Introduction: Medical documentation issues play a role in 10-20% of medical malpractice lawsuits. Inaccurate, incomplete, or generic records undermine a physician’s defense and make a plaintiff’s lawyer more likely to take on a case. Despite the frequency of documentation errors in malpractice suits, physicians receive very little education or feedback on their documentation. Our objective in this case series was to evaluate malpractice cases related to documentation to help improve physicians’ documentation and minimize their liability risks.
Methods: We used Thomson Reuters Westlaw legal database to identify malpractice cases related to documentation. Common issues related to documentation and themes in the cases were identified and highlighted.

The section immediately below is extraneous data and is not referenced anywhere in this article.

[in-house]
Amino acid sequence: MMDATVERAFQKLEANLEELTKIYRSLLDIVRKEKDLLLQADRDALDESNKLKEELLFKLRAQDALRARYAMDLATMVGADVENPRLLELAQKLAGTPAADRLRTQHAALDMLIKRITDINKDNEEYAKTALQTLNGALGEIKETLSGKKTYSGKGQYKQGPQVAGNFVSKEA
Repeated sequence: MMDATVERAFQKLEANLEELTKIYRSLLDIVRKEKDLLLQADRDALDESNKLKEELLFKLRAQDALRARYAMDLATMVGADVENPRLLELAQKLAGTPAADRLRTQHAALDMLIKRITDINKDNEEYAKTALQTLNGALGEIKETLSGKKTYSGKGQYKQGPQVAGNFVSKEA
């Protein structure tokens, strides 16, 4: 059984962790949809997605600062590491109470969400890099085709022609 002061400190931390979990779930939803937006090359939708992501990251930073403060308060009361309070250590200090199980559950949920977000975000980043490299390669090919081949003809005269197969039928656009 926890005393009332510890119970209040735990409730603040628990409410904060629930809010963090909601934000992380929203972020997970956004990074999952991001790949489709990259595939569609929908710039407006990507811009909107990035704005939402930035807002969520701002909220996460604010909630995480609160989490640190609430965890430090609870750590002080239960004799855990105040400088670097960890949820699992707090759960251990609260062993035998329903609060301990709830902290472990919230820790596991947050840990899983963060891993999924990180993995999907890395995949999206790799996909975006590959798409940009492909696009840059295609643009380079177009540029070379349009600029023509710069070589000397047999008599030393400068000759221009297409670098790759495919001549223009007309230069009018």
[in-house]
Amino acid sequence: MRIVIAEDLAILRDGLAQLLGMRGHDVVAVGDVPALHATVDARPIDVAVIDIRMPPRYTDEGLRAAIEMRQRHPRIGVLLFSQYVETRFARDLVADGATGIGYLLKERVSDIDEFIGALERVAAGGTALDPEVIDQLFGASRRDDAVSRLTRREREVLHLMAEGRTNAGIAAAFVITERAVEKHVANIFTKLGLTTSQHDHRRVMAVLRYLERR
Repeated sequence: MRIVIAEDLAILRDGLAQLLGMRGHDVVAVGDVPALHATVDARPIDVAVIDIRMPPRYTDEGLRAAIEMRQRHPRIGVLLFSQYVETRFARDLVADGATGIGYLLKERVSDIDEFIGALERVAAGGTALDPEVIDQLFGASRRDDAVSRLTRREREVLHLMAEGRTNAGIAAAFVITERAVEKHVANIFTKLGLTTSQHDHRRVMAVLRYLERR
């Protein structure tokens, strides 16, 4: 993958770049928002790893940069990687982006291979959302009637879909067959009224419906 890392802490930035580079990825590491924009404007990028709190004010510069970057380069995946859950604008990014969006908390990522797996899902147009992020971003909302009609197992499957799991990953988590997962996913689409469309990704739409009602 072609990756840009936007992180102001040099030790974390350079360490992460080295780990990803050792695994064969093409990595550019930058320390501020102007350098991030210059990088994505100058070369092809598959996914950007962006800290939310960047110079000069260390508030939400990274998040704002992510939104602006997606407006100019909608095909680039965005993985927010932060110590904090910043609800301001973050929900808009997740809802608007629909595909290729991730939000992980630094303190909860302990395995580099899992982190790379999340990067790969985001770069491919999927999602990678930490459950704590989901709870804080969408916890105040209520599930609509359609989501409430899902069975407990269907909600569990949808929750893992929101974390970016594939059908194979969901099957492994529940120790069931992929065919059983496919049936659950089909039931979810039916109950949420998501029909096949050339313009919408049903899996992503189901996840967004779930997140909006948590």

Results: We classified cases into the following categories: incomplete documentation; inaccurate text; transcription errors; judgmental language; and alteration of documentation. By evaluating real cases, physicians can better understand common errors of other practitioners and avoid these in their own practice.
Conclusion: Emergency physicians can reduce their liability risks by relying less on forms and templates and making a habit of documenting discussions with the patients, recording others’ involvement in patient care (chaperones, consultants, trainees, etc.), addressing others’ notes (triage staff, nurses, residents, etc.), paying attention to accuracy of transcribed or dictated information, avoiding judgmental language, and refraining from altering patient charts.